Written by: Tori B. Powell
When wildfires ravaged through California this summer, 46-year-old Victor Rama said that mentally, he had to prepare for more than just losing his own home to the flames. As an Oakland construction worker of more than ten years, Rama said he also had concerns about all of the buildings that he once helped construct within his city as well.
“You take pride driving by something that you built,” he said in a phone interview. “You’re a part of it from the very beginning to the very end. To just see it go away…I think that’s something that you will never forget.”
By late September this year, more than 2.2 million acres had burned in the state of California, and 6,447 different fires were sparked according to the state’s Department of Forestry and Fire Protection (CAL FIRE.) At least 30 people have died in California’s fires this year, and a study conducted by Stanford University revealed that more than 1,000 people have died of health complications from air pollution that the fires helped create.
The reason points straight towards human-induced climate change and global warming that’s made the already fire prone area hotter and dryer over time, according to scientists at the University of East Anglia.
This unprecedent damage in the west coast state will likely be rebuilt by Latinx construction workers – who make up more than half of all construction workers in the Southwest – and who initially watched the state burn down too.
“It is a very heavy impact,” Rama said. “But with every fire, we do get an opportunity and we do still have families to provide for.”
This isn’t the first time this year that construction workers have had to make tricky compromises between their health and income. Walter Robinson, the construction representative of the Laborer’s International Union of North America, said that COVID-19 also put workers into difficult positions.
“There were issues of them feeling protected.” Robinson said. “They knew that they had to go back to work, but they still wanted to be protected and contractors had to figure out how to do that when this pandemic was so new to all of us.”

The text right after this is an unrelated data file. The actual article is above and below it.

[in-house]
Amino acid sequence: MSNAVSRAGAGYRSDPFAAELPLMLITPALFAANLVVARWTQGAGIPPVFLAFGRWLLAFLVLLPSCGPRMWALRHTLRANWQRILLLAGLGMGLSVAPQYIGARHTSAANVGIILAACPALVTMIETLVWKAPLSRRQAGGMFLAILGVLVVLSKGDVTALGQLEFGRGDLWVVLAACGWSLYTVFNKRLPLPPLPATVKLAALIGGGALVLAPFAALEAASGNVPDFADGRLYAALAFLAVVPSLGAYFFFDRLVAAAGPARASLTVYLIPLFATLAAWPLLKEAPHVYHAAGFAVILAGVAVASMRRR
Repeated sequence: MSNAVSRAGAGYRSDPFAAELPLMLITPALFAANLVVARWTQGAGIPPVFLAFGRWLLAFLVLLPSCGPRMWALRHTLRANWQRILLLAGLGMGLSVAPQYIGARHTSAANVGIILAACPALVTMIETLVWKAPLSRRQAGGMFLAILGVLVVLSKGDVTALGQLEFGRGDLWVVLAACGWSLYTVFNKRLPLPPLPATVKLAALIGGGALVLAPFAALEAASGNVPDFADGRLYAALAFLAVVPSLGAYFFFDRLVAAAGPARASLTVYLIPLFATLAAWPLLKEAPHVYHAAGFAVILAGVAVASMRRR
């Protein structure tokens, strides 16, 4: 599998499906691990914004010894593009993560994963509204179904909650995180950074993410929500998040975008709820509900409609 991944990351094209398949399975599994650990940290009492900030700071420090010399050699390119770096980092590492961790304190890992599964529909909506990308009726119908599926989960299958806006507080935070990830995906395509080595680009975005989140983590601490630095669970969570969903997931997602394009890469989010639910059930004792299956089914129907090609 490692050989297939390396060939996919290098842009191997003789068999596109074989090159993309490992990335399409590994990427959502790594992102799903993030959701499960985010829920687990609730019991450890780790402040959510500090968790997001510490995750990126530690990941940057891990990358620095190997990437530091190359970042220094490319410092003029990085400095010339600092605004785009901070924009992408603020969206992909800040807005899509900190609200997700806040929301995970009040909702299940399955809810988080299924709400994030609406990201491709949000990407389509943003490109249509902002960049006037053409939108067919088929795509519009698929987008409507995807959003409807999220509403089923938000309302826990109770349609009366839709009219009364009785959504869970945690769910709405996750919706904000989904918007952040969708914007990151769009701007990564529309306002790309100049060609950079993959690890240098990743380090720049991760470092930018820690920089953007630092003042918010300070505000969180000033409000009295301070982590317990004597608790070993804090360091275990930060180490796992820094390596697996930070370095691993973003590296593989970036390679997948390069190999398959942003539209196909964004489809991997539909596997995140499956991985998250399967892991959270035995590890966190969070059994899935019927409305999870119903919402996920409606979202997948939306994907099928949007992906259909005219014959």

In fact, in March members within the construction industry fought for their work to be deemed “essential” when the pandemic urged for a mandated stay-at-home order. Workers pressured state and local governments for their work to be permitted amidst the pandemic, and in April, Governor Gavin Newsom updated construction worker statuses to essential.
“It was disheartening to see members that have been infected, recover from the virus and then return back to work because they had to make ends meet,” Rama said.
After this fight to be able to work and continuously seeing COVID-19’s impact on the nation and having to deal with it first-hand, Rama said that the wildfires were simply the icing on top of a difficult year.
As the pandemic helped cancel building projects and nearly 40 percent of construction workers were laid off because it, Robinson said that workers in the industry have prioritized their work over potential danger more than ever in 2020.
Lisa Freedman director of project development for Wright Contracting said that construction is a highly specialized profession that has many protections and resources that employers have given to workers.
She says that some instances are harder to protect construction workers from than others though.
“Everybody’s a little worried about another big fire at all times,” Freedman said. “The unexpected always stays in the back of our minds and so we always have to stay vigilante.”
She says that her team, and the industry as a whole, generally works hard to prevent unsafe working conditions with both the consideration of COVID-19 and the fatal wildfires.
Wright Contracting is located in Santa Rosa, California where there historically have been many fires.
But despite individual efforts like Lisa’s at her contracting group to keep workers safe, federal cutbacks on safety have allowed 2020s predicaments to seriously put construction workers in jeopardy.
Under President Donald Trump’s administration, the U.S. Occupational Safety and Health Administration has widely scaled back on safety measures. Some of which have contributed to some of the highest workplace fatalities of the agency’s histories according to the Center for Public Integrity.
“We put ourself in a vulnerable position, us construction workers,” Rama said. “It’s dangerous and unpredictable but there will be pride in other buildings and other structures to build in the future.”
The Oakland builder says that wildfire season to him is a time to grieve over the experiences and memories lost by fires. Although he said that this year has been devastating for him in many ways, he also said that it’s shown him how to persevere and looks forward to the next year.